Reliable Systems Series: Model-Based Testing

The Temptation of Saint Anthony

Model-Based Testing

It’s OK to Feel Skeptical

What Is QuickCheck?

Why is this useful?

  1. We are essentially building a fuzzer, dramatically increasing the coverage that is possible with a relatively small amount of test code.
  2. QuickCheck will generate test cases that you may never have thought to check in a more traditional unit test. But once QuickCheck has found a failing case, you can copy and paste the input into the body of a new regression test. It writes your regression tests for you, and the shrinker keeps them simple! Your new machine-generated regression tests are deterministic to the extent that your implementation is deterministic.
  3. By randomly generating more complex inputs, our tests are less vulnerable to the pesticide paradox, and longer test runs can keep turning up bugs over a long period of time, keeping your engineers busy with deterministically replayable (far easier to fix) bugs.
  4. The generated QuickCheck test cases are not necessarily deterministic (look at how the random number generator is seeded for the implementation available to your languages of choice), so we can basically get the best of deterministic and non-deterministic testing by turning failing inputs into regression tests. This is particularly nice for inputs that fail less frequently, as QuickCheck may only generate a few dozen to a few thousand inputs by default. This is almost always configurable, which is particularly nice for running longer burn-in tests when desired.
  5. Because we, the implementors, are not thinking up specific test cases, our biases do not impact the test quality as much. The machine is only impacted by the biases of our generators, which is usually a significant improvement. QuickCheck frequently generates test cases that amaze me, both in terms of the subtlety of the bugs that they uncover, and the seemingly-magical ability to shrink the failing case down to something I can reason about easily to fix the bug.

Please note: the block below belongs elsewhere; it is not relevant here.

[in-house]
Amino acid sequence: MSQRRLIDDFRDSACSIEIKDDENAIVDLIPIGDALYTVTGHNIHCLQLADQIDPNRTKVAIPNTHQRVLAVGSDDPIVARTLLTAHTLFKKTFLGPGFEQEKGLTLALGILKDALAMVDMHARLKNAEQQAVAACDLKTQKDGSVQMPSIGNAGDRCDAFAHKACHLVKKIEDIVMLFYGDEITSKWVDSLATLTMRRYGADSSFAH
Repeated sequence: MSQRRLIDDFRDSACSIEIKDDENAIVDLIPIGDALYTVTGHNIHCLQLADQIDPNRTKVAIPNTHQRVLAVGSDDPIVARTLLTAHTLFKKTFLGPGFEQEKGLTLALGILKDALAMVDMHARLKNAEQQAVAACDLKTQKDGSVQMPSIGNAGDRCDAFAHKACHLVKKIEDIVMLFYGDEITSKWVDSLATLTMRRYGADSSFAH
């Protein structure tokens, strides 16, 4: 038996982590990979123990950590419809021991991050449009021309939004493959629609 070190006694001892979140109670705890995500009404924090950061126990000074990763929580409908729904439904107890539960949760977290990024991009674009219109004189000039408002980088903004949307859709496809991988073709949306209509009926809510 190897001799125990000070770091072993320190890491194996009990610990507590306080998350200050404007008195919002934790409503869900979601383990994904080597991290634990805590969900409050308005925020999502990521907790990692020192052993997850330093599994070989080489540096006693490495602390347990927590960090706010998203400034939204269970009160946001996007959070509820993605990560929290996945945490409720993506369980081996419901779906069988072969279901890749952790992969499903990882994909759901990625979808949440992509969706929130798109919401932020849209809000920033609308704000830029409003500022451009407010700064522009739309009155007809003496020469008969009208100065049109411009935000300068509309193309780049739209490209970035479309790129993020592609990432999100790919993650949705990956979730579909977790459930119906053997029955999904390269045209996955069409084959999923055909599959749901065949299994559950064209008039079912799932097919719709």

QuickCheck + Models = ❤

Enough Blabbering, here’s the recipe! DO IT NOW!

  1. Decide to implement a thing.
  2. Create a toy model of how it should work.
  3. Write a test asserting identical behavior between your implementation and your toy model, given a randomly-generated sequence of operations that will be applied to both.
  4. Build the thing. when the model and implementation diverge, your assumptions have been invalidated. Your implementation may be incorrect, your model may be incorrect, or both are incorrect.

Building a Tree

Writing the Model

enum Op {
// our K and V are both of type u8
Insert(u8, u8),
name = "btree"
version = "0.1.0"

quickcheck = "0.6"
rand = "0.4"
λ tree                    
├── Cargo.toml
├── src
│ └──
└── tests
2 directories, 3 files
λ cargo test                                                                                                     
Finished dev [unoptimized + debuginfo] target(s) in 0.0 secs
Running target/debug/deps/btree-9ef8f49ee1976a3b

running 0 tests
test result: ok. 0 passed; 0 failed; 0 ignored; 0 measured; 0 filtered outRunning target/debug/deps/quickcheck-dc970f46510fa339

running 1 test
test implementation_matches_model ... FAILED

---- implementation_matches_model stdout ----
thread 'implementation_matches_model' panicked at '[quickcheck] TEST FAILED. Arguments: ([Insert(0, 192), Get(0)])', /home/t/.cargo/registry/src/
note: Run with `RUST_BACKTRACE=1` for a backtrace.
test result: FAILED. 0 passed; 1 failed; 0 ignored; 0 measured; 0 filtered outerror: test failed, to rerun pass '--test quickcheck'
[quickcheck] TEST FAILED. Arguments: ([Insert(0, 192), Get(0)])

All Watched Over By Machines Of Loving Grace

You Have Been Challenged!!!!

Dealing with New Abstractions

If it’s hard to model or check specific invariants of a system, it could be a symptom that the architecture is unsound, leading to unreliable implementations and high human costs for debugging over time. If you can’t describe it in a model or set of invariants, good luck getting humans to understand what should be happening.

That’s it For Now!





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Tyler Neely

Tyler Neely


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